Lack of OB/GYNs, nurse midwives causing national shortage in maternal care

A shortage of obstetricians/gynecologists and nurse midwives has prompted lawmakers in several states to consider proposals that supporters say would improve maternal care, according to The Pew Charitable Trusts.

Almost half of U.S. counties don't have a single obstetrician/gynecologist and 56 percent don't have a nurse midwife, according to American College of Nursing Midwives data cited by The Pew Charitable Trusts. These shortages can have dangerous consequences for women, and could explain why such a high percentage of American women die as a result of pregnancy complications. In the U.S., there are 18.5 maternal deaths for every 100,000 live births, according to the Institute for Health Metrics and Evaluation at the University of Washington in Seattle.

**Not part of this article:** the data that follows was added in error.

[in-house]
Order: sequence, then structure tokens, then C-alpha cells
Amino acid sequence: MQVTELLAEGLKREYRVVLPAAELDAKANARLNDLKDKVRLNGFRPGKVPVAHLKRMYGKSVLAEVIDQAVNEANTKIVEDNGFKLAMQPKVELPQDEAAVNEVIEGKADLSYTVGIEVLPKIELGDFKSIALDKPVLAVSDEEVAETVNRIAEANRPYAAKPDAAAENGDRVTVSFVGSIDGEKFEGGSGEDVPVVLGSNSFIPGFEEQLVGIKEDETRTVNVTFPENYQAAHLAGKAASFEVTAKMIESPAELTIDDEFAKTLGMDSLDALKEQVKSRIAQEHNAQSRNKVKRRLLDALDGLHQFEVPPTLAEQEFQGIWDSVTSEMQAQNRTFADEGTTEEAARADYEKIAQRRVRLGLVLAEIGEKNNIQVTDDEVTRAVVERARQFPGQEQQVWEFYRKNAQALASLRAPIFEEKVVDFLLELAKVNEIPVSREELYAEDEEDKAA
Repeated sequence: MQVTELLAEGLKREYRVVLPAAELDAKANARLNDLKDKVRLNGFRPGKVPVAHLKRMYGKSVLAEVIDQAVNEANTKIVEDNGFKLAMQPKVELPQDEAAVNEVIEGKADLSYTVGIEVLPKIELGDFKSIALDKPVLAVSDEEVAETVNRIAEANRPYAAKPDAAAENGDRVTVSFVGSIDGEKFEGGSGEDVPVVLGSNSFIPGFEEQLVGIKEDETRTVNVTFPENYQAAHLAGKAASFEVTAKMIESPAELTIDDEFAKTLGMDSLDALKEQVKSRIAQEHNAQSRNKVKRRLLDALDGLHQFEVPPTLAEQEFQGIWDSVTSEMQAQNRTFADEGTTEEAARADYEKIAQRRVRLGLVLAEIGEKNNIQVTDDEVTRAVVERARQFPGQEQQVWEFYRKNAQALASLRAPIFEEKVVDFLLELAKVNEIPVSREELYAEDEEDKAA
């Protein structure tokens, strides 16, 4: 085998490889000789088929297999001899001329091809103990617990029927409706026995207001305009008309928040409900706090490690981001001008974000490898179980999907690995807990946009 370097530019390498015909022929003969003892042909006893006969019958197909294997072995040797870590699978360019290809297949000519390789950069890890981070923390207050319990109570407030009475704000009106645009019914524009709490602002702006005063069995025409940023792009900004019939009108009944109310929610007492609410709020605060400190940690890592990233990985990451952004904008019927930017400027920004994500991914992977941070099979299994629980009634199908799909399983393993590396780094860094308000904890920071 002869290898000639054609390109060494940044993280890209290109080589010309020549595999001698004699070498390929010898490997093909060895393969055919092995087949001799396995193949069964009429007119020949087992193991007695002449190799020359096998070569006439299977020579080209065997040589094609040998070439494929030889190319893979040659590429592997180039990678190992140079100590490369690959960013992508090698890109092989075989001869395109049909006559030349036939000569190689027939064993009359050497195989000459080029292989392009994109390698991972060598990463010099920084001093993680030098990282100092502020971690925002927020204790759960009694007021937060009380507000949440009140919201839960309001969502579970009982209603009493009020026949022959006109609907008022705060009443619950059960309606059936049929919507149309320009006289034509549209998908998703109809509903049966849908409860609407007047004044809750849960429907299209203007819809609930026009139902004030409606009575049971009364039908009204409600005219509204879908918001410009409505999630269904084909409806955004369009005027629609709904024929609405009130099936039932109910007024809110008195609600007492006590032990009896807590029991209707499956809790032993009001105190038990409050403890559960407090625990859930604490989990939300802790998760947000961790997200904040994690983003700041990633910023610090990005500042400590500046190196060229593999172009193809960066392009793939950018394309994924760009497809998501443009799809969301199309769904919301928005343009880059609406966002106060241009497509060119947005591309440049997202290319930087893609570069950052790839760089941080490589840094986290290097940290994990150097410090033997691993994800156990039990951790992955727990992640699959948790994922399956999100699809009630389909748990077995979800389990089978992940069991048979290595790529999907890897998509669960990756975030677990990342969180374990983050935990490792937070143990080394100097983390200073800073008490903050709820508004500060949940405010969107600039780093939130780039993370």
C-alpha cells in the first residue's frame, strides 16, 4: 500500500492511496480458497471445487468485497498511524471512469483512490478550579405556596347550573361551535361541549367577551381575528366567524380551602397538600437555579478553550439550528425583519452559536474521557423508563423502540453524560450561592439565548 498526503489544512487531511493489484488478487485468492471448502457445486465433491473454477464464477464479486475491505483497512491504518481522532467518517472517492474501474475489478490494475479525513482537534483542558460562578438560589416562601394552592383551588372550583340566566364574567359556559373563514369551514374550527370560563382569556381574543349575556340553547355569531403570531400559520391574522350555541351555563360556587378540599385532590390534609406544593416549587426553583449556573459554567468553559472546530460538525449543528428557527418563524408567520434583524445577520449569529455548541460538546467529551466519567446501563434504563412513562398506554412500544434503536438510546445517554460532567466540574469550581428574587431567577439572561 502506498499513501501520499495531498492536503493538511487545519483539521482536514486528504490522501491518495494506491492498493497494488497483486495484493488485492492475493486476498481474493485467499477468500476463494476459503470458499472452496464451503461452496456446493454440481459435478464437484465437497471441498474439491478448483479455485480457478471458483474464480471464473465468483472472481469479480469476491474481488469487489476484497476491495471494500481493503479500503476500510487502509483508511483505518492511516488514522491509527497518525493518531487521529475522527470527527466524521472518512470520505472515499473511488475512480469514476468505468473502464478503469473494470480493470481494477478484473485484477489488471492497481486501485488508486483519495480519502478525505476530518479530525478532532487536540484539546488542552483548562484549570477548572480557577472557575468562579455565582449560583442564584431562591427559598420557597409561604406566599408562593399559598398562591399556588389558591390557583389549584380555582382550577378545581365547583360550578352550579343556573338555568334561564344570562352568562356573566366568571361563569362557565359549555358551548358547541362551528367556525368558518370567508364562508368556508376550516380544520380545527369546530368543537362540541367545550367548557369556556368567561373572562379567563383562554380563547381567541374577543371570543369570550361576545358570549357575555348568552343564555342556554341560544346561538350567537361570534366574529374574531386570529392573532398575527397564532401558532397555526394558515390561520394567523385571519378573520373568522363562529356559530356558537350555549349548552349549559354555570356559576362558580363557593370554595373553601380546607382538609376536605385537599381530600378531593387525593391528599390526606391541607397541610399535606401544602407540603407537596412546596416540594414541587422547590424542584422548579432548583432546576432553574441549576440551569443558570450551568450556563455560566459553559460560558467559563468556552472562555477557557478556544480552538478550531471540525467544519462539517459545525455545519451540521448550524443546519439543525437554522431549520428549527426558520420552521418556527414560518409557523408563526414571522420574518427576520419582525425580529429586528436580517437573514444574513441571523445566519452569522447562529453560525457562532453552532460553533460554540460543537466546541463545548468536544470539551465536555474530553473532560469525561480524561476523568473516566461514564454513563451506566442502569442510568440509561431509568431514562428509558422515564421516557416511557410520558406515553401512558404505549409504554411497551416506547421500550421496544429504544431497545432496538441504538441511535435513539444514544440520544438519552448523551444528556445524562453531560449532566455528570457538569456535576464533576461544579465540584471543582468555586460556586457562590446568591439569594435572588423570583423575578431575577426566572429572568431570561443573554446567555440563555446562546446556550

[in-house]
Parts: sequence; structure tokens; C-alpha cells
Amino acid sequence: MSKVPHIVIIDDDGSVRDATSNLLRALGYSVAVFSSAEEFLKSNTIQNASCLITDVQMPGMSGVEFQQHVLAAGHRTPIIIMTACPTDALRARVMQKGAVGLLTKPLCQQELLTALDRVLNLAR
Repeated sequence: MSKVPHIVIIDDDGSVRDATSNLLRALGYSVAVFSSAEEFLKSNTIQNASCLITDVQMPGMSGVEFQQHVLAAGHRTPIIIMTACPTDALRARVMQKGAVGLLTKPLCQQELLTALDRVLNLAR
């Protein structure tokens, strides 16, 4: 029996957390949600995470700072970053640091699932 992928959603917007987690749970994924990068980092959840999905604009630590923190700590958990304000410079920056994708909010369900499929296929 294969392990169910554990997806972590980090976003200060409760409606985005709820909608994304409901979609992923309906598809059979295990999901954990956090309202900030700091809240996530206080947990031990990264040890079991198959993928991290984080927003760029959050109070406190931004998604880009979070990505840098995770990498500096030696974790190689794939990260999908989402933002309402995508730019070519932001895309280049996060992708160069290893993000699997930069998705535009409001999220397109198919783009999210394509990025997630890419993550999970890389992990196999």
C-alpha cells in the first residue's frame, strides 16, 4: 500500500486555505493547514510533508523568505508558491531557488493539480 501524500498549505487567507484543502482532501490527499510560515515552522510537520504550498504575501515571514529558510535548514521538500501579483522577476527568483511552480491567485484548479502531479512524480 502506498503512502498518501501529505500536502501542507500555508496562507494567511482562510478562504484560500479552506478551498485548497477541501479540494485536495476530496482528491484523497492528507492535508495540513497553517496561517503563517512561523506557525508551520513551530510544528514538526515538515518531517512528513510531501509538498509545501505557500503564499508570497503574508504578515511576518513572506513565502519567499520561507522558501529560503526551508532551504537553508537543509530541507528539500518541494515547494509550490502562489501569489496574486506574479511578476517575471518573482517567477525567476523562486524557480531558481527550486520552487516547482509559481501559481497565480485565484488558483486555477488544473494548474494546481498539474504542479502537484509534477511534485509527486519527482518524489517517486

With the female population and number of babies born in the U.S. expected to rise dramatically over the next decade and beyond, health experts are calling for significant changes. One possibility is lifting some of the restrictions on nurse midwives, who assist with labor and also provide routine primary and gynecological care to women of all ages. Meanwhile, the American Congress of Obstetricians and Gynecologists is pushing for measures in Congress that would provide financial incentives to medical school graduates to encourage them to specialize in maternal healthcare, according to the report.

As states ease restrictions on nurse midwives, the number of such medical professionals has increased. Since 2012, the number of nurse midwives has grown by 2012, according to the Bureau of Labor Statistics. However, their overall numbers remain low: There are about 11,200 nurse midwives in the whole country, and about 20,000 obstetricians/gynecologists. The ACOG's estimates the U.S. will have between 6,000 and 8,800 fewer obstetrician/gynecologists than needed by 2020 and a shortage of 22,000 by the year 2050, according to the report.

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